That the completion situation is a crisis? A disaster? There, I’ve named the situation. None of you now have to take the lead. Allowing millions of students to fail each year can no longer be higher ed leaders’ business as usual, another routine agenda item.

Here is the business-as-usual, no-particular-alarm scale of our failures.

Community college leaders believe that the federal measure -- earning a two-year degree in three calendar years -- is too harsh. That’s the federal Integrated Postsecondary Education Data System, IPEDS. Community colleges developed the Voluntary Framework of Accountability, which allows six calendar years for a two-year degree. The American Association of Community College Fast Facts 2018 reports most recent completion results:

  • VFA 59 percent: All entering students; six years to complete; nine separate outcomes.
  • IPEDS 25 percent: First-time, full-time; three years to complete; only graduates.

Therefore, the failure rates from current community college resource allocation:

  • VFA: (1.0-0.59) x 7.2 million credit students = 2,952,000 students
  • IPEDS: (1.0-0.25) x 7.2 million credit students = 5,400,000 students

Community colleges have been stuck here for too long. My AP transfer requirements bring a fresh perspective to these stuck discussions. How can 2.9 million to 5.4 million failures be business as usual, a routine agenda item for us all?

My evidence of community colleges being stuck, or perhaps just worn down? Perhaps the IPEDS measure is too narrow for a total evaluation of community colleges. Where is the alarm at a 25 percent completion rate for the cohort IPEDS does measure? The Voluntary Framework of Accountability? How did we the people even begin a discussion where needing six years to complete a two-year degree is acceptable? I have looked. I have found no credible proposals to revise IPEDS.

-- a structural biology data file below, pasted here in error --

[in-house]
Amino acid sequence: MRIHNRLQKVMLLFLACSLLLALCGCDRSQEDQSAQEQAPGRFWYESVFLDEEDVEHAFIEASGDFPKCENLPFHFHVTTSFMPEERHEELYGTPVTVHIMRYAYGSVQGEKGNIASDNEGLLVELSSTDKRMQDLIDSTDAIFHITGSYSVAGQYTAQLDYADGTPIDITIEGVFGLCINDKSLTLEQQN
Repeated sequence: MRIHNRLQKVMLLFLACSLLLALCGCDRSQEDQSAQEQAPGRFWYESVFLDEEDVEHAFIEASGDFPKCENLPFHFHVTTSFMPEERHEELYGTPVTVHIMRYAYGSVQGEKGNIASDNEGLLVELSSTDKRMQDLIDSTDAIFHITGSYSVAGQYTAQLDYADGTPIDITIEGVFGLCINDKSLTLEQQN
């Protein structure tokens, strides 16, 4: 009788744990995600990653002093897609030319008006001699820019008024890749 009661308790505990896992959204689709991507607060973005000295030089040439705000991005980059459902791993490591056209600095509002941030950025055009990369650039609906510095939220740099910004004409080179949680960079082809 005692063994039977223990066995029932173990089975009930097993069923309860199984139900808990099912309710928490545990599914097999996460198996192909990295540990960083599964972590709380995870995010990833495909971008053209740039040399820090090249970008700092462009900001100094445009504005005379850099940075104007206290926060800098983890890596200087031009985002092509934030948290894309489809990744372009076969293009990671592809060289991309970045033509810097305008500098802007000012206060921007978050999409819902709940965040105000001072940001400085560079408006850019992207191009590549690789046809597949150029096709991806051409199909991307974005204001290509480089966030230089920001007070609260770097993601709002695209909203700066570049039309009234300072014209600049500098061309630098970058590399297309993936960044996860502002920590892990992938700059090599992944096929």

To start your discussion, let me address what I hear already from my many able, eloquent and knowledgeable detractors.

“The AP is just one measure. It’s not fair or reasonable to expect these (low-income, first-generation) students to have a clue about what the AP is. Don’t you know the AP is coming under criticism?”

Make me a counteroffer of equal rigor. I’ll let you define rigor. International Baccalaureate is fine with me. The AP criticisms I have seen are from elite schools seeking to prove their teaching exceeds AP. Faculty with a community college course load do not have much time for such curriculum design. AP offers sound off-the-shelf examples of courses that beleaguered adjunct professors can use.